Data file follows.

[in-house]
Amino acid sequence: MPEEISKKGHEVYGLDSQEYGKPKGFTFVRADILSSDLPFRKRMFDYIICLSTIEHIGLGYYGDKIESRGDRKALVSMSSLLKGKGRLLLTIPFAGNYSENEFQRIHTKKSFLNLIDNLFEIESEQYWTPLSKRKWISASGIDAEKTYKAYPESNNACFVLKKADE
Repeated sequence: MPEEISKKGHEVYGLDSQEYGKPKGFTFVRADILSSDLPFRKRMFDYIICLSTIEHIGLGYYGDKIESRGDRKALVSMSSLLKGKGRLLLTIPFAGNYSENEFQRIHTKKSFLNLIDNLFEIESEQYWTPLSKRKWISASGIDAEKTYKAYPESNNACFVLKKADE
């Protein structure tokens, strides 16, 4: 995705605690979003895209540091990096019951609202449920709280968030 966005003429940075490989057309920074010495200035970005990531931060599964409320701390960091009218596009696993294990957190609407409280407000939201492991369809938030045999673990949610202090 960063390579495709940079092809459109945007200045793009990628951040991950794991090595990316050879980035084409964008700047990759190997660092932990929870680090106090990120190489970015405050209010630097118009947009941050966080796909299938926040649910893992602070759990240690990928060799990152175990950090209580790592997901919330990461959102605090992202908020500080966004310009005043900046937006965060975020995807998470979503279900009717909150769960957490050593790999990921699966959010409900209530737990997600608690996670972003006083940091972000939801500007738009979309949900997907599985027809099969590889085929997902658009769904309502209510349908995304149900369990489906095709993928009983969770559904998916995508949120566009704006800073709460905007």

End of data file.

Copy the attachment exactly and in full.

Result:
[in-house]
Amino acid sequence: MPEEISKKGHEVYGLDSQEYGKPKGFTFVRADILSSDLPFRKRMFDYIICLSTIEHIGLGYYGDKIESRGDRKALVSMSSLLKGKGRLLLTIPFAGNYSENEFQRIHTKKSFLNLIDNLFEIESEQYWTPLSKRKWISASGIDAEKTYKAYPESNNACFVLKKADE
Repeated sequence: MPEEISKKGHEVYGLDSQEYGKPKGFTFVRADILSSDLPFRKRMFDYIICLSTIEHIGLGYYGDKIESRGDRKALVSMSSLLKGKGRLLLTIPFAGNYSENEFQRIHTKKSFLNLIDNLFEIESEQYWTPLSKRKWISASGIDAEKTYKAYPESNNACFVLKKADE
């Protein structure tokens, strides 16, 4: 995705605690979003895209540091990096019951609202449920709280968030 966005003429940075490989057309920074010495200035970005990531931060599964409320701390960091009218596009696993294990957190609407409280407000939201492991369809938030045999673990949610202090 960063390579495709940079092809459109945007200045793009990628951040991950794991090595990316050879980035084409964008700047990759190997660092932990929870680090106090990120190489970015405050209010630097118009947009941050966080796909299938926040649910893992602070759990240690990928060799990152175990950090209580790592997901919330990461959102605090992202908020500080966004310009005043900046937006965060975020995807998470979503279900009717909150769960957490050593790999990921699966959010409900209530737990997600608690996670972003006083940091972000939801500007738009979309949900997907599985027809099969590889085929997902658009769904309502209510349908995304149900369990489906095709993928009983969770559904998916995508949120566009704006800073709460905007």